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Basic Nutrition question: why low insulin on high protein diets?

Anyone who knows, please educate me:

Charles Poliquin and Beverly International among others prescribe a extremely high protein intake (greater than 2g/lb.) along with low carbs. The idea behind low carbs is of course to reduce insulin secretion, which inhibits fat burning. But since excess protein converts to carbs with about 50% efficiency, how come this glucose doesn’t increase insulin appreciably? Is there some different pathway the converted carbs go through so that they do not increase insulin like dietary carbs? Brian

beverly international is a real good company, i used there supps and diet to get my bf down to 7.9 from 13 from july 1 2001-sept 10 2001

It’s the mixing of fat with proteins they use and the mixing of proteins that has a lot to do with it to curtail the insulin response. If you look over their recommended diet plans you’ll see higher fat animal type proteins like ground beef mixed with leaner proteins. They don’t recommend using straight whey either for the exact reason you bring up. Whey by itself increases insulin. A mix of different blends of protein such as whey and casein along with whipping cream in a shake leads to slower releasing and thus less insulin. As far as how much insulin increases through high protein intake vs carb intake I’d imagine it would be a lot lower for the protein no matter how much protein you consume. The body first has to convert that protein into glucose which takes time for it to do.

Many people forget that protein causes glucagon release.

Kelly, if whey produces a insulin spike when eaten on its own, why does little research show this???

Guys, I understand that they favor a balance between the “anabolic” and “anti-catabolic” proteins, so that insulin level isn’t raised that way. And of course, glucagon is working antagonistically, so that’s a factor. But that still doesn’t answer the question as to what happens to the excess protein. The body actually uses less than 1 gram per pound of bodyweight, so that leaves a lot of extra, roughly half of which will convert to glucose the other half to fat. It may be released slowly but it’s still there. How come the body doesn’t release insulin like mad and prevent fat burning?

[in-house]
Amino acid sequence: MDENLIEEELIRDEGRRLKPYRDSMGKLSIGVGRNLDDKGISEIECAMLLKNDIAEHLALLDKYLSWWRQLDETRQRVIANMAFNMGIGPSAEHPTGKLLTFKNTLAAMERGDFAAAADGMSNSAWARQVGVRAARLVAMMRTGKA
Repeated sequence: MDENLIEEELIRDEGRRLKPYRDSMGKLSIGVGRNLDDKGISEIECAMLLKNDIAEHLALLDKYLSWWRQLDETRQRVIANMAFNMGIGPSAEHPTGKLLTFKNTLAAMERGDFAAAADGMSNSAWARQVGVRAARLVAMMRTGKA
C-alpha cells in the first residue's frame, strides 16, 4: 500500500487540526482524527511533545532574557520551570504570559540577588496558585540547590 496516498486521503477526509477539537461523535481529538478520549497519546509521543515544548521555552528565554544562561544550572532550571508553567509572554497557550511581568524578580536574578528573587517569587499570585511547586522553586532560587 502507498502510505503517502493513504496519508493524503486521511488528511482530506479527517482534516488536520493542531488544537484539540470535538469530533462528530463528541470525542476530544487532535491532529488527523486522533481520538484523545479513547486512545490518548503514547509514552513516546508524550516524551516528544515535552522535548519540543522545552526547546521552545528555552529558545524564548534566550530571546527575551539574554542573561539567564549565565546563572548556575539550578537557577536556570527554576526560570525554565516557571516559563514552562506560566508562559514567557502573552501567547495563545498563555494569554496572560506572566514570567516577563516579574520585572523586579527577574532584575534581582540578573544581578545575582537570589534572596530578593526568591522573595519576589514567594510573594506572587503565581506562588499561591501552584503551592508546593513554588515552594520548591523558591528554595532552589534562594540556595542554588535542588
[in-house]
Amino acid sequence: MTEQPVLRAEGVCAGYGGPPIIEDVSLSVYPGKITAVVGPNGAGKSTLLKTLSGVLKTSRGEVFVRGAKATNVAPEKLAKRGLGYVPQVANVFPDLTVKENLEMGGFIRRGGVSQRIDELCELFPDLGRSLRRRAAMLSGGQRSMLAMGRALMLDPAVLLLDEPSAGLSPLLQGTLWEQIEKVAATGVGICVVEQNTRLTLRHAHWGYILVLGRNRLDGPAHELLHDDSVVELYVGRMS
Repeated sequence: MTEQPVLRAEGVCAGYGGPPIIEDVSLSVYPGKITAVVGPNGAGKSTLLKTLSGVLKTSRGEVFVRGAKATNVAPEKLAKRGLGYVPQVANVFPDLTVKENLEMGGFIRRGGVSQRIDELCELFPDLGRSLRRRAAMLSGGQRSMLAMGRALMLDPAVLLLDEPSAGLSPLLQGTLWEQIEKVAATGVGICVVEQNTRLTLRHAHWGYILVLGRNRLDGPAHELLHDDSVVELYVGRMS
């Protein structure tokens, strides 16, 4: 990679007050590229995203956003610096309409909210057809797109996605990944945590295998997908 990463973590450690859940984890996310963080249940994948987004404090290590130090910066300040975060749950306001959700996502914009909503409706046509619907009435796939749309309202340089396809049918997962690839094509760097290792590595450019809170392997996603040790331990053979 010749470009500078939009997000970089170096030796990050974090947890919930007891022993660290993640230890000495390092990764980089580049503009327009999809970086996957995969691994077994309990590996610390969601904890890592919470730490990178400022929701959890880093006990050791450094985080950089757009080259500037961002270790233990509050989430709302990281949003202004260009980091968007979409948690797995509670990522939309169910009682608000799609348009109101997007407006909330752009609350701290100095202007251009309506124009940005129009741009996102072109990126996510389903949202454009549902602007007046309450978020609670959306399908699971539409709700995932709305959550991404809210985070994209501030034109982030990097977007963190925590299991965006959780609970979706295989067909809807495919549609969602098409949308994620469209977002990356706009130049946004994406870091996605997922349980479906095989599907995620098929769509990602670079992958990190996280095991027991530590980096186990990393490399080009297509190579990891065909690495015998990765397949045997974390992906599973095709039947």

Michael the research does show that whey increases insulin secretion. I can’t remember exactly where but try reading through the archives.

I just finished reading the ,main study on protein speed, Borrie et al in proceeding national accademy of sciences (i think). One of their origonal concepts about protein affecting protein balance was a difference in insulin levels. But comparing the 30g of protien from whey and casein showed no differences in insulin levels. Same in their later study in am J Physiol 2001.

Michael, excellent post. If you have any other info on this matter, please post that as well. Thanks.

What do the studies say about the speed at which this insulin is released into the bloodstream between these 2 groups? This is just as important. Even when speaking of carbohydrates typically X grams of carb will equal Y amounts of insulin but where we see all the major differences is the speed of release.

The studies dont provide specific information (text or graphs) on insulin, but they mention that no significant difference at hte time points over the 7 hour measuremetn periods

you need extra protein for nitrogen retention.